Time! I never seem to have enough of it. If I could, I'd sit at my desk 24/7/365, but I have a husband, kids and grandkids. A dog. A house to clean and a yard to maintain. Groceries to buy, bills to pay . . . the list is endless, and every item on it requires--and deserves--my full, undivided attention. I often joke that if I had 48 hours in every day, maybe I'd get half the things on my To Do list crossed off. But I know myself: If God blessed me with 48 hour days? I'd ask for 52!
A new writer wants to know how to keep her readers from setting her book down. How would you advise her?
Plot, plot, plot. First, it's my sure-fire way to develop characters readers can identify with, which means putting them in situations my readers identify with. Plotting, rather than writing 'by the seat of my pants,' is the only way I can nix the dreaded sagging middle.
Choose an inanimate object to represent you. Explain what you have in common with that object.
My neighbors have compared me to the Energizer Bunny, and while he's cute as a Gerber baby, I'm more inclined to say a Timex watch. Remember that old TV commercial: "It takes a lickin' and keeps on tickin'"? Well, that's me. No matter what, I'm movin' forward.
What is the last book you read that impacted you? How did it affect you?
The Wedding, by Nicholas Sparks. I hafta preface this by saying that normally, I'm a huge Sparks fan, but this time? I did not did not did NOT like the protagonist's wife! She was a whiny, ungrateful, self-centered, clingy little brat who surely didn't deserve all the wonderful things the protagonist did for her . . . which detracted from what otherwise would have been a strong, capable, MAN.
Oh, I know what you mean! I'm in the middle of a novel right now which involves a husband very similar to the wife you describe. I don't know how the wife will handle her situation long-term yet, but it's so difficult to read about people undermining their so-called loved ones!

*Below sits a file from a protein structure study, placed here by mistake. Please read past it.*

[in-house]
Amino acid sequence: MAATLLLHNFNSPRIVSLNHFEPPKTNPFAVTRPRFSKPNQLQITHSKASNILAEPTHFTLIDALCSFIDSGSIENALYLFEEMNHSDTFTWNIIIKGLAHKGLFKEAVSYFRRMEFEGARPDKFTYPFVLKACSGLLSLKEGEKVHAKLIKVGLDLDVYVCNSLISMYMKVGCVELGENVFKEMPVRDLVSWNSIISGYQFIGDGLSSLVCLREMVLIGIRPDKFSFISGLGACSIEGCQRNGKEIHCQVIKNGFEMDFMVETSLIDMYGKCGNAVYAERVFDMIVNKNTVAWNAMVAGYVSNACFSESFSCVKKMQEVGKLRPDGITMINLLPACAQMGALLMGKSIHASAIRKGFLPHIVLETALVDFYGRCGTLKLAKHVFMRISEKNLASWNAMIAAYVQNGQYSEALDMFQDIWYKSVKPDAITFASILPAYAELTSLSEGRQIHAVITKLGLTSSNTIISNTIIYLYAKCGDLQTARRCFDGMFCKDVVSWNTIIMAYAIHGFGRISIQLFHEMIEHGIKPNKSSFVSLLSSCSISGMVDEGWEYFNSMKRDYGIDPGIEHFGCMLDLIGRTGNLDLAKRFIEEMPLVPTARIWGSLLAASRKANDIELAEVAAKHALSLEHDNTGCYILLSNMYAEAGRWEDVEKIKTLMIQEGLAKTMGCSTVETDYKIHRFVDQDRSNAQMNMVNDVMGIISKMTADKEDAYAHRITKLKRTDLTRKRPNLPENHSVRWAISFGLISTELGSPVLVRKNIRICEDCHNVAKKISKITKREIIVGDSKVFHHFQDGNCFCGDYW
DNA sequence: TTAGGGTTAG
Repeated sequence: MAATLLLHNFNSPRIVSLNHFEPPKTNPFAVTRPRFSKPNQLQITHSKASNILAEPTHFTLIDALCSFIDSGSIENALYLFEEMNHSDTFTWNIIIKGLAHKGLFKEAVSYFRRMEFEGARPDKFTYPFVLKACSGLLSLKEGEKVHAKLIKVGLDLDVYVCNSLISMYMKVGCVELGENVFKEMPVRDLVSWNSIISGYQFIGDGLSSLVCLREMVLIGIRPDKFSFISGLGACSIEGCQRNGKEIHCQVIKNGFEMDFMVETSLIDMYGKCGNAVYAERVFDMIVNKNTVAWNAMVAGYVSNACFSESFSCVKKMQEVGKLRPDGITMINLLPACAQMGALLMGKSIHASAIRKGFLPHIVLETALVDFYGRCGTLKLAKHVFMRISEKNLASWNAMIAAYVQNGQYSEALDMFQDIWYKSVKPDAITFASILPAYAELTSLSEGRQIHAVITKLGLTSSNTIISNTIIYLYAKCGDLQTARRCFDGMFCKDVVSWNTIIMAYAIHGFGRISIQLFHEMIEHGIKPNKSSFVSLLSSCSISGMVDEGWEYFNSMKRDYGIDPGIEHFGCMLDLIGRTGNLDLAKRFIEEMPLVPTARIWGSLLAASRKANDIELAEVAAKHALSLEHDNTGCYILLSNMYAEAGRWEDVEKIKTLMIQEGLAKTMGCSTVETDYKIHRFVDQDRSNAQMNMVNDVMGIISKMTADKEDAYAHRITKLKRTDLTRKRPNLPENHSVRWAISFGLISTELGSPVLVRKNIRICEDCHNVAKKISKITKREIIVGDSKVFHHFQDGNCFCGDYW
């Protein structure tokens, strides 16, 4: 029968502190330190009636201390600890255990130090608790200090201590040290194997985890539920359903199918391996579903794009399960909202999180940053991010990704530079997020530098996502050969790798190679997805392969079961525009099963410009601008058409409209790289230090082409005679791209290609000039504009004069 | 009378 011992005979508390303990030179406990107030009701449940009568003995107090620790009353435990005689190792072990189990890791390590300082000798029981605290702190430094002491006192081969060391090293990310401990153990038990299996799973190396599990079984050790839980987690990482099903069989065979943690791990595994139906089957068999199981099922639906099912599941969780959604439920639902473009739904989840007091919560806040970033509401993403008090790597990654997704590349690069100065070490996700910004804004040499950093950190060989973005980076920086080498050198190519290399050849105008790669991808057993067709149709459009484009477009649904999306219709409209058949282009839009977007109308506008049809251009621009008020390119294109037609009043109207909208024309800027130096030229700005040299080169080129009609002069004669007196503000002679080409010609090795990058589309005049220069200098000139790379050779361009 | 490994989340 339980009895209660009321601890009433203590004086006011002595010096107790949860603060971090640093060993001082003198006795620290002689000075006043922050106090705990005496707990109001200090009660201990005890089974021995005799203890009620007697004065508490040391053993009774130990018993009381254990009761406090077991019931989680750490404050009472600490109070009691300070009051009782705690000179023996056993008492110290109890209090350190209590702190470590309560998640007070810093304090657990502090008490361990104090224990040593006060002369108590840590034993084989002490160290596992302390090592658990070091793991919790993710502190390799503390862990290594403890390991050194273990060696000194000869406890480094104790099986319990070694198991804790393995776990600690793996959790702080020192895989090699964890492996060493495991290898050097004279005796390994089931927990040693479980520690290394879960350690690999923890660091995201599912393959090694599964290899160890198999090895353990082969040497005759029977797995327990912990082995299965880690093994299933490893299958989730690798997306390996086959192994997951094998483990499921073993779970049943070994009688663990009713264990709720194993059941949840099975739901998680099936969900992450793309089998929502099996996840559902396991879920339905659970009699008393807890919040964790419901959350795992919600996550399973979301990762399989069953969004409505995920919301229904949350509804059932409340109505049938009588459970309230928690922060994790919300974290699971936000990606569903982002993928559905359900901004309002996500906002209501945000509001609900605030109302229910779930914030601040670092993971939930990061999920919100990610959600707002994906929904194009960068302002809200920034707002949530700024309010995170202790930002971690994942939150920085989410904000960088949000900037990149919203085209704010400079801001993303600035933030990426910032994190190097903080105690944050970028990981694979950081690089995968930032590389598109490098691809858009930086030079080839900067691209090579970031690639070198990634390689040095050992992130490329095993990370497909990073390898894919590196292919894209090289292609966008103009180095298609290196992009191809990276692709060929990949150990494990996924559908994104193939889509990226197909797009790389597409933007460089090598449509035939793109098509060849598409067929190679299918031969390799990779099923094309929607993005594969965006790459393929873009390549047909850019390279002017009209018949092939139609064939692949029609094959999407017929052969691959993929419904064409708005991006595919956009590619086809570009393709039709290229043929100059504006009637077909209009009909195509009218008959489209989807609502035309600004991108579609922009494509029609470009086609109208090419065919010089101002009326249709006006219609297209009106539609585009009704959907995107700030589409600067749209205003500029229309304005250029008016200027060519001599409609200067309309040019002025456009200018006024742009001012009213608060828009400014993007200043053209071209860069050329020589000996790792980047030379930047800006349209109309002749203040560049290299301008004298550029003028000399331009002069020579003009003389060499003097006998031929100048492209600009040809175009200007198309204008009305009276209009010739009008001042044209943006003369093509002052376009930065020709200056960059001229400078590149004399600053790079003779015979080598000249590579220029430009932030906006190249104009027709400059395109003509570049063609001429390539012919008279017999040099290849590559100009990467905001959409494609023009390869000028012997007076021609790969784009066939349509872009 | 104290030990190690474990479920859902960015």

What are you working on now?
Three more titles for Summerside: Love Finds You in North Pole, Alaska, and Be Still . . . and Let Your Nail Polish Dry (co-authored devotional by Andrea Boeshaar, Sandie Bricker, Debby Mayne and myself), both due in bookstores October 1, 2009, and Love Finds You in Folly Beach, South Carolina, with an Oct. 1 deadline that should hit the shelves early next spring.
How wonderful to see you so busy! Where else can readers find you or your writing online? Please include the link for purchasing your book.
I love to hear from my readers, so feel free to write me at firstname.lastname@example.org.
And please visit my blog, The Lough Down: www.theloughdown.blogspot and my soon-to-be-improved web site: www.loreelough.com where, if you're patient, you'll hear some hauntingly beautiful music.
I'm on Facebook, Twitter, MySpace, YouTube (where people can view my the book trailer for Love Finds You in Paradise, Pennsylvania, just by typing the title into their search box), Shoutlife, GodTube (which has a new name that keeps escaping me), and a slew of other stuff that would just incite yawns.
Thanks so much, Loree, for visiting and telling us about Love Finds You in Paradise, Pennsylvania. Readers, Loree has offered to sign a copy of her novel for the winner of our drawing on Thursday, April 23. To enter, leave a comment for Loree, below. Leave your email address, in case you win, like so: trish[at]trishperry[dot]com. If you subscribe to my blog, at right (or if you're already subscribed) you'll be entered an additional time to this drawing and all future drawings.
And check back on Monday, when we'll meet novelist Wanda Dyson, author of Shepherd's Fall. And we'll draw the winner of Debby Mayne's book, Peachtree Dreams. You can still enter for that drawing under Debby's interview, below.
Finally, if you'd like to leave a comment for our dear friend Sara Mills, (see April 15 posting, below), please do. On April 25 I'll draw a name from those who have commented and will send both of Sara's novels to the winner. See more info, below.